From the Wikipedia page [1] which has a list of writing systems and links to the specific articles.

Many undeciphered writing systems date from several thousand years BC, though some more modern examples do exist. The term "writing systems" is used here loosely to refer to groups of glyphs which appear to have representational symbolic meaning, but which may include "systems" that are largely artistic in nature and are thus not examples of actual writing.

The difficulty in deciphering these systems can arise from a lack of known language descendants or from the languages being entirely isolated, from insufficient examples of text having been found and even (such as in the case of Vinča) from the question of whether the symbols actually constitute a writing system at all. Some researchers have made claims of being able to decipher certain writing systems, such as those of Epi-Olmec, Phaistos and Indus texts (and, frequently, the Voynich Manuscript itself); but to date, these claims have not been widely accepted within the scientific community, or confirmed by independent researchers.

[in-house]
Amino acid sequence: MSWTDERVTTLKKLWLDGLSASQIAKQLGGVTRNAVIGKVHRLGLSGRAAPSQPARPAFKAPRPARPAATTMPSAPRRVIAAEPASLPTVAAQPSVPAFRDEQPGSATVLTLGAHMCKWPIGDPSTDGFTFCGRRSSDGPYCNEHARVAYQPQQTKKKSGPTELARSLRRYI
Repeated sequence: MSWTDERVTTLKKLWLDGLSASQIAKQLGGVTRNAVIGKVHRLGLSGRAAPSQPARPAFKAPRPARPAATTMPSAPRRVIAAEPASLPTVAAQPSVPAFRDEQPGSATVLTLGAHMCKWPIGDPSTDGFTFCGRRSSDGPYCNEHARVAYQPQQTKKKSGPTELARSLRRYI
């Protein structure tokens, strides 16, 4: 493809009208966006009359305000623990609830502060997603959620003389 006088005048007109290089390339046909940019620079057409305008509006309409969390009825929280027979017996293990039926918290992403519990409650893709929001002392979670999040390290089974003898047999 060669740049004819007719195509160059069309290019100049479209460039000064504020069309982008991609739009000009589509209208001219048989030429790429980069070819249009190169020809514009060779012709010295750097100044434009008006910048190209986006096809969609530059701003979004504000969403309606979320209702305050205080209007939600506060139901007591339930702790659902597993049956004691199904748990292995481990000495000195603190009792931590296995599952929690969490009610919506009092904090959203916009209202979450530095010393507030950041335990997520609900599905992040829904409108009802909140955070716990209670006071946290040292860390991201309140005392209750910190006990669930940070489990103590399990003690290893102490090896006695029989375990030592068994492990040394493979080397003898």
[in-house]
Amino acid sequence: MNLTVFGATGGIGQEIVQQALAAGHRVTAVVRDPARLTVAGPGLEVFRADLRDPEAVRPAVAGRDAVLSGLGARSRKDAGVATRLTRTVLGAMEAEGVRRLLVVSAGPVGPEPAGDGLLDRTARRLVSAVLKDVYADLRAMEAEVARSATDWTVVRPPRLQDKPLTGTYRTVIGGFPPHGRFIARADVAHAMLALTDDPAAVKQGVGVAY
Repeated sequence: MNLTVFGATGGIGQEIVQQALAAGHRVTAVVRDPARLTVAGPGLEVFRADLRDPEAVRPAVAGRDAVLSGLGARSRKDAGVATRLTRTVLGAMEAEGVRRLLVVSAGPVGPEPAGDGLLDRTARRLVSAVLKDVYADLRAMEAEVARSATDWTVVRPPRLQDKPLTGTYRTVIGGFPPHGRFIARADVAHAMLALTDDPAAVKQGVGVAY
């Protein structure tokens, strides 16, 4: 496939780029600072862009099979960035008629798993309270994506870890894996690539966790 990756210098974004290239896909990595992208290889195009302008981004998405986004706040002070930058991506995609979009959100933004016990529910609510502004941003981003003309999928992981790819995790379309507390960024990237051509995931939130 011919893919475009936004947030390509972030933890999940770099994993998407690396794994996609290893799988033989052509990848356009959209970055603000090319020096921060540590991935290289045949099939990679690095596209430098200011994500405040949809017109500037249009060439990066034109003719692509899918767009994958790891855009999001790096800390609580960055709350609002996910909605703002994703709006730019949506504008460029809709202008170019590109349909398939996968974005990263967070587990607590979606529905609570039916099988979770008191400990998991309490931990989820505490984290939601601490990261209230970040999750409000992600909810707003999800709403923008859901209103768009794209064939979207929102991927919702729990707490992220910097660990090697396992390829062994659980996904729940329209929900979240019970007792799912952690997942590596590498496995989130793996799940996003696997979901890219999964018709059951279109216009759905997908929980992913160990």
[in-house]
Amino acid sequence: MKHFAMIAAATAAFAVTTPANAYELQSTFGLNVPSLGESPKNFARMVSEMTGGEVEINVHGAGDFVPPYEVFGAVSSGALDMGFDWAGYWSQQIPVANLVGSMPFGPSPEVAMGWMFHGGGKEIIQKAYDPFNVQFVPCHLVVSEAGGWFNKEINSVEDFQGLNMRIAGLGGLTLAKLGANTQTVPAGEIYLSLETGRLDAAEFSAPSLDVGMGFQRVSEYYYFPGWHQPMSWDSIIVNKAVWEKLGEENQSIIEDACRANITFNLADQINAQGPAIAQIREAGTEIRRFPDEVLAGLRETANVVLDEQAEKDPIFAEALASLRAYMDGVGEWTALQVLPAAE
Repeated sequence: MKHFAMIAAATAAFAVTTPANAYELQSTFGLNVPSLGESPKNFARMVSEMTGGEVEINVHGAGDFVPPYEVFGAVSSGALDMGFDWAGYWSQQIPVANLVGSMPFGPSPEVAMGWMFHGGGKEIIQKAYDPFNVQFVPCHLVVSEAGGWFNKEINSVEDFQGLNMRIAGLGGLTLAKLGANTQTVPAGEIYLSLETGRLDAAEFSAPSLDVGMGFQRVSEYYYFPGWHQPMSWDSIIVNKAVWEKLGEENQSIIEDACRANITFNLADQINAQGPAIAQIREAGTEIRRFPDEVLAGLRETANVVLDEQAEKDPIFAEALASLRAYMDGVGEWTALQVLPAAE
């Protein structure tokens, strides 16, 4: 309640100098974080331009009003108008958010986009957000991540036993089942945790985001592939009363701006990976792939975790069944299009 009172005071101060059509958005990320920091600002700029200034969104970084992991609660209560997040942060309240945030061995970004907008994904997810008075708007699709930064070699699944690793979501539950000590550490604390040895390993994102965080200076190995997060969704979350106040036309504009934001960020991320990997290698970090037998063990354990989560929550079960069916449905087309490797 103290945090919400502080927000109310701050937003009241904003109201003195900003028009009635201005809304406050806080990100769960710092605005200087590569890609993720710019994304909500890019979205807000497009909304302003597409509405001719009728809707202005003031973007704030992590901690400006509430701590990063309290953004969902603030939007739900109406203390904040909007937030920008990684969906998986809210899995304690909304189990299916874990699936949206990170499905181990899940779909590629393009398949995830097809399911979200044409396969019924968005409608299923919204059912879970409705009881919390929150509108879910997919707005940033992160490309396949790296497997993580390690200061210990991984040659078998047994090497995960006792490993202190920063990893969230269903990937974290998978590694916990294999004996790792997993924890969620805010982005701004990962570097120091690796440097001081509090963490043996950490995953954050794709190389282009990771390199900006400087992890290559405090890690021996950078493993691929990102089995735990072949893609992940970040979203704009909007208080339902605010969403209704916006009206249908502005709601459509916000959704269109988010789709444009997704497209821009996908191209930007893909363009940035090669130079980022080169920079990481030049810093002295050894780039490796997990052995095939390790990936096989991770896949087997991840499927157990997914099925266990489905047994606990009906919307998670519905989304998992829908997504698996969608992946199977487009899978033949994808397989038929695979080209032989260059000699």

A number of the entries also appear on the other Voynich Wiki [2]. The Wikipedia category of undeciphered writing systems is [3] and the Omniglot page is [4].

The Voynich Manuscript appears to be an undeciphered writing system, but may be an uncracked code or a hoax document. As it is a unique example of the usage, without an indication of the context in which it was created, it is impossible to decide. However it does resemble medieval writing in general of the time.

See also False documents and Uncracked codes and ciphers.

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